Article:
Published Writing

 

In addition to the standalone essays below—all of which were originally published by third parties, I recently started an old-fashioned "blog", located here. Subjects vary. You can also keep up with what I am reading.


 
 

The Moon, on one occasion

I first heard about the Great American Eclipse a couple years ago, from my local NPR affiliate in Kansas City, Missouri. The story was about hospitality workers in St. Joseph, a nearby city dead in the crosshairs of a foretold giant. The Path of Totality — shaped like a sad diminuendo across the storybook spread of the American continent — describes a 70-mile wide swath through which the moon’s vast, speeding shadow would be dark and briefly persistent on the afternoon of August 21st, 2017. Captivating stuff.

August 2017

read full essay on Medium


Ten Years, Kansas City

For some reason — perhaps because it was closer to my birthplace — I believed Kansas City would be “even easier” than St. Louis (where I attended Graduate School). I believed that I would conquer it, that my talent and taste would float me higher than the other balloons. I would not be known as a painter, but a wizard. And though I liked it, I thought Kansas City was provincial. I was another Johnny Damon working out his swing. Future local trivia. Yes, that’s how I saw it.

June 2017

read full essay on Medium


To the Makers of Kansas City

How many years will pass before zealous citizens of the crumbling cities write wistfully of the unflooded city, capitol of the world’s sport? Who will compare their home to the strange mists that sometimes float between the hills and atop the rivers, preceding the alien springs, the resplendent falls, and the crystalline blue skies of Kansas City? We forget that history is still unfolding. What was once imagined is now proved. So what do we now imagine?

November 2014

read full essay on Medium


The People in My Pocket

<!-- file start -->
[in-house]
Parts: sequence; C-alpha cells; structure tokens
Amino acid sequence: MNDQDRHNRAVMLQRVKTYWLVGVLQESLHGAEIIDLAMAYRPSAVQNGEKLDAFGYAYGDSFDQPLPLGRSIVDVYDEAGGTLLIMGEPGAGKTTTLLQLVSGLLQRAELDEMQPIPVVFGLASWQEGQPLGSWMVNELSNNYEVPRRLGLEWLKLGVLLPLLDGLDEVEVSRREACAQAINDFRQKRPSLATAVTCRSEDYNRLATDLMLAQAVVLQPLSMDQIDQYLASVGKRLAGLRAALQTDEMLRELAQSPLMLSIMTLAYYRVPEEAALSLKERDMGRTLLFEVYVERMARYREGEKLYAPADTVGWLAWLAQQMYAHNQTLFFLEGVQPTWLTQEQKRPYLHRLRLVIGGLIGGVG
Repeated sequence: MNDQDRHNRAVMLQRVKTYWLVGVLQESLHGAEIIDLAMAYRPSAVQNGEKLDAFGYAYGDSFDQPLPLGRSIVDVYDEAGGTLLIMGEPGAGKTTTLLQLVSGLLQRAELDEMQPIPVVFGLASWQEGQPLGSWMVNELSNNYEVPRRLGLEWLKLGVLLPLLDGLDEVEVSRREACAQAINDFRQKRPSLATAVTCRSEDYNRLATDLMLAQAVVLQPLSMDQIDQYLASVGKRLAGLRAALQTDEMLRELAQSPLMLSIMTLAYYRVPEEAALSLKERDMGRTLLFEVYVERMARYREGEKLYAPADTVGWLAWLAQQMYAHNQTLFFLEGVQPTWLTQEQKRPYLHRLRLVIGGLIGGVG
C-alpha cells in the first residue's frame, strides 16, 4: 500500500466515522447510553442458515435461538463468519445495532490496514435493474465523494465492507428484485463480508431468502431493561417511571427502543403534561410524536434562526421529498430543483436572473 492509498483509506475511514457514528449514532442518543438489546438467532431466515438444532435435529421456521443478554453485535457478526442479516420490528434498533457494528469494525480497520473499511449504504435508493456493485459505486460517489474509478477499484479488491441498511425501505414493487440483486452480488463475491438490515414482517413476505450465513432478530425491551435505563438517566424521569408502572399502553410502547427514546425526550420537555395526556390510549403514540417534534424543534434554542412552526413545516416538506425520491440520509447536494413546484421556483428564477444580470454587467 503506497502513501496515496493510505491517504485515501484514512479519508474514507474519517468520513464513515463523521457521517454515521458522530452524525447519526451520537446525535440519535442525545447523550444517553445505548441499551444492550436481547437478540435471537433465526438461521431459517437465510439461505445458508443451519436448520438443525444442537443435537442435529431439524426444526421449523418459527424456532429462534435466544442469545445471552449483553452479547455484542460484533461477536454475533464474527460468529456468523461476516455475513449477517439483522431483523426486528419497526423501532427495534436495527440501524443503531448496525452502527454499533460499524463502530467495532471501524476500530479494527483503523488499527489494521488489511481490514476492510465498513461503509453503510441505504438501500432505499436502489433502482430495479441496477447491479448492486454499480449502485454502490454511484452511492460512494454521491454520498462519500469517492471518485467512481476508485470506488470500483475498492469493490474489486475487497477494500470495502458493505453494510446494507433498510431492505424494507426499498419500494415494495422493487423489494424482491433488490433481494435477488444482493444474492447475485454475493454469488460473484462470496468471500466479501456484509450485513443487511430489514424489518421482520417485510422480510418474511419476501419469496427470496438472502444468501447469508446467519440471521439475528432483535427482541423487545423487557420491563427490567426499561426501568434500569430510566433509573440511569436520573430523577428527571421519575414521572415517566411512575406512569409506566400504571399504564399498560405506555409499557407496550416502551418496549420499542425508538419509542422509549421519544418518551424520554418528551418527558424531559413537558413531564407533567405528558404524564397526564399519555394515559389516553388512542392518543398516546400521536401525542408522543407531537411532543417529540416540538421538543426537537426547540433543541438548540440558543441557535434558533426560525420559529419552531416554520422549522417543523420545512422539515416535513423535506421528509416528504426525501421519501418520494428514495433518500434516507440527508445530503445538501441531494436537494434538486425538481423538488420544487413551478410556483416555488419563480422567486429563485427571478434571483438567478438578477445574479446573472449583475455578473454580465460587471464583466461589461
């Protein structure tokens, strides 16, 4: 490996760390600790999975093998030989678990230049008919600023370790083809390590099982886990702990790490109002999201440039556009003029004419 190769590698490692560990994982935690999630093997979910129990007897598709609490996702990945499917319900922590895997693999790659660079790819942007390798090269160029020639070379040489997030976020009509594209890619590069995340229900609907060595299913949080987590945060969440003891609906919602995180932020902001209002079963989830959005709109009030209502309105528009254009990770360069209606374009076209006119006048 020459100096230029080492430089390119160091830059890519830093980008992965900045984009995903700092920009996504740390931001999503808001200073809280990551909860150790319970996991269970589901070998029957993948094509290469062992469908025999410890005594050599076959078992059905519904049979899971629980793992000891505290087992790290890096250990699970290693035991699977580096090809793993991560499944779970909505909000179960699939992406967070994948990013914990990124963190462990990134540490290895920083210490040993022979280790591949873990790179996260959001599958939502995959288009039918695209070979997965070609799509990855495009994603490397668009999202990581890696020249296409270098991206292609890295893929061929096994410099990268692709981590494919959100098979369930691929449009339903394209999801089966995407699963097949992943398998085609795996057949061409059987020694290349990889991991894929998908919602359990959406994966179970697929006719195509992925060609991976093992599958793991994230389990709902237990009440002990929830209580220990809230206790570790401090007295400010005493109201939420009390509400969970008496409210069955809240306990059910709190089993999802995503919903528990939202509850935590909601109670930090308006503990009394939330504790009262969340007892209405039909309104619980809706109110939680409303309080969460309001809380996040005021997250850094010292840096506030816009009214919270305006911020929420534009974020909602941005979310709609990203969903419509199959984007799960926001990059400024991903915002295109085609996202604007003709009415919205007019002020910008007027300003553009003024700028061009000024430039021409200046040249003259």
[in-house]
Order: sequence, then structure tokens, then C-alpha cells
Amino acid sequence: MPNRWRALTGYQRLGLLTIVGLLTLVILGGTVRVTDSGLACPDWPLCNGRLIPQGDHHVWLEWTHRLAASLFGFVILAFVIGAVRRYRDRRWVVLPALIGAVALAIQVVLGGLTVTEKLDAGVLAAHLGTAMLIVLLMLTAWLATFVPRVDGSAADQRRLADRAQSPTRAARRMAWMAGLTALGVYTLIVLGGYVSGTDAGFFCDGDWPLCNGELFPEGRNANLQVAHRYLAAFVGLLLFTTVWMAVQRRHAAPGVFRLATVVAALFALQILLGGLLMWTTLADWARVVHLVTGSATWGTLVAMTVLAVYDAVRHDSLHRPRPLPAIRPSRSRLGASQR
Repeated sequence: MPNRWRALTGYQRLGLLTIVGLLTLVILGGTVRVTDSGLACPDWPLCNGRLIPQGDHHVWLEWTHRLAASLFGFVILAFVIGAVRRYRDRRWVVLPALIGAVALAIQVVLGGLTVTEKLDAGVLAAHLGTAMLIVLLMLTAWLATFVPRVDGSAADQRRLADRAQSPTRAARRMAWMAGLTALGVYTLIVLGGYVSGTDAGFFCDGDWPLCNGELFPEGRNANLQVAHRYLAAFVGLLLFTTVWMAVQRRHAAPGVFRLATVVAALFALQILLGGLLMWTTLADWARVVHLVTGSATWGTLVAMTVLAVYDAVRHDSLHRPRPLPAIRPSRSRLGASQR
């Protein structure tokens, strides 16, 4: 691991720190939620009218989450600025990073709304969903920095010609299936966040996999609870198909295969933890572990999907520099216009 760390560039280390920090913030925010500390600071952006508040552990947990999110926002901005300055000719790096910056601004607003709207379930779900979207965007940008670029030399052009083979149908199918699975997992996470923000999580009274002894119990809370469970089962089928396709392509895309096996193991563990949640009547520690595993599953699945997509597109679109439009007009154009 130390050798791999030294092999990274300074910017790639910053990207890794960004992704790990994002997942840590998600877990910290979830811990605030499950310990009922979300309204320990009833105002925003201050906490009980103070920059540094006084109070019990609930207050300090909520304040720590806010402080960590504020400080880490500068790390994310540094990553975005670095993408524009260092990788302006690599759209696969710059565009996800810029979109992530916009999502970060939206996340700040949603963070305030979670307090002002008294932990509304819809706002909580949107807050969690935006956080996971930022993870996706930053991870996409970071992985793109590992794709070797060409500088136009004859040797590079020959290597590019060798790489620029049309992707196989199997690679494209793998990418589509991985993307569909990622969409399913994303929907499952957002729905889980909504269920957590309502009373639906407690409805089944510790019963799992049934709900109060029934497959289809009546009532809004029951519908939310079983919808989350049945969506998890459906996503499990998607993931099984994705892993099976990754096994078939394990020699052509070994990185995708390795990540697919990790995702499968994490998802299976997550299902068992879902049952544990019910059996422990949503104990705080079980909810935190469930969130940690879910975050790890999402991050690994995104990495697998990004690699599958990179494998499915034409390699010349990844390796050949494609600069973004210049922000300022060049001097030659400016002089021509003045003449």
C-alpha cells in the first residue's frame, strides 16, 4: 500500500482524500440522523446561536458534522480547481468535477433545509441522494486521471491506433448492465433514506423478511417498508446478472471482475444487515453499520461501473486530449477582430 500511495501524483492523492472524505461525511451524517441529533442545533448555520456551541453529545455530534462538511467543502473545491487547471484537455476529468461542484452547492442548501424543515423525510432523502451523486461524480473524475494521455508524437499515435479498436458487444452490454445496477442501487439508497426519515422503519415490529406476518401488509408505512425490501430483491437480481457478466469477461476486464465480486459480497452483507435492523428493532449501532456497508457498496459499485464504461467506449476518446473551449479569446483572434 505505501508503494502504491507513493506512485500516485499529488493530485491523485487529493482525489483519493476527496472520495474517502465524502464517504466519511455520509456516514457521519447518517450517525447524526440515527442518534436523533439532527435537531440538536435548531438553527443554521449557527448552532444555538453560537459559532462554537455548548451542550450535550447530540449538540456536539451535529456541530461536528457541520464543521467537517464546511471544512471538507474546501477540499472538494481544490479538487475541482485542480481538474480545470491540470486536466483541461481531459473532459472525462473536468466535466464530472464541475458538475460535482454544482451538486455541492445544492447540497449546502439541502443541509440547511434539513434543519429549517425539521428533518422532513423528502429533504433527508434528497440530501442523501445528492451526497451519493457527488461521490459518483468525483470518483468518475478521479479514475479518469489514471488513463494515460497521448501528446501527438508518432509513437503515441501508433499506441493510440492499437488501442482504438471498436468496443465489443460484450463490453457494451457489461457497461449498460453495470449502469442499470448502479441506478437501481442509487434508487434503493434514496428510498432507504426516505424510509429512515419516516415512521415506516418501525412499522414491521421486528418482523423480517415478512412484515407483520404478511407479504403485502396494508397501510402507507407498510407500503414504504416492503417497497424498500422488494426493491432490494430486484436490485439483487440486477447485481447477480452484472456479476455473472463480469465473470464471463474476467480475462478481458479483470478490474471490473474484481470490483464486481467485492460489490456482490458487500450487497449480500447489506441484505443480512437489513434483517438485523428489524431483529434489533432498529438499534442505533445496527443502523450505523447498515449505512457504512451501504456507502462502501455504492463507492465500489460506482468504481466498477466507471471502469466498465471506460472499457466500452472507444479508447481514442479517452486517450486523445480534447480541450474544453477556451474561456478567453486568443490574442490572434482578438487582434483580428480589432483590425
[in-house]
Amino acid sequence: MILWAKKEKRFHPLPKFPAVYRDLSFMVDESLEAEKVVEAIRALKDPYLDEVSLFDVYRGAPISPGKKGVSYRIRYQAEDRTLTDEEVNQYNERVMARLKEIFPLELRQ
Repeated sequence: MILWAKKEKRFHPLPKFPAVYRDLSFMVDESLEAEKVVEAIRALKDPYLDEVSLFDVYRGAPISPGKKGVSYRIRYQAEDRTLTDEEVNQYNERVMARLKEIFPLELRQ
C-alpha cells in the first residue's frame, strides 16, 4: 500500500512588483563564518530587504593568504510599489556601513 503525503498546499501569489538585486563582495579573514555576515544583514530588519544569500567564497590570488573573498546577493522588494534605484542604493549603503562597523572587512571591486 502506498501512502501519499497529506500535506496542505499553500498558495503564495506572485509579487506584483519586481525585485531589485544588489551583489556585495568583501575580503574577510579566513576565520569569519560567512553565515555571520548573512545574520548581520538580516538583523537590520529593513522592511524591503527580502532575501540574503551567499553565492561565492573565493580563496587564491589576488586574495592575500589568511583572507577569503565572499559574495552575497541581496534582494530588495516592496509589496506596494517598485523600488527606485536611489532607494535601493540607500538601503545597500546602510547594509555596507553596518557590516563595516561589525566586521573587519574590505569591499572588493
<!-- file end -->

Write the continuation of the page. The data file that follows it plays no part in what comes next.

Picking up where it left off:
I’m a fairly nondescript person living in Kansas City, MO. Even so, for a number of unremarkable reasons, I have more than 500,000 followers on Instagram. I’m an artist, and I do strive for and enjoy a large audience, but most of the people I know in the real, physical world greet this numeric feat as strange news. Those who respect and follow the world of “mobile photography” seem mystified as to why I’m enjoying such success. And those who don’t participate in such distractions at all seem to regard my city-sized population of followers as something they imagine I’ll one day be embarrassed of – as though they unwittingly discovered that I am the kingpin of a hidden, vibrant world of Beanie Babies.

December 2013

read full essay on Dirty Laundry


Liberty Hall

Beneath all the overwrought posturing and explanations, the only work I’m ever compelled to make comes from a place of deep fascination with my own existence. I want to do all I can to further that work—to perfect its edges, to tighten its weave. I want to threaten and sometimes even waste that work’s progress with long breaks with my wife, walking further than we ever proposed. With unexpected travel. Unplanned meals with my friend at bars we’re too old for. With urgency and stillness. The years before us; the people, the work. Our Liberty Hall.

June 2014

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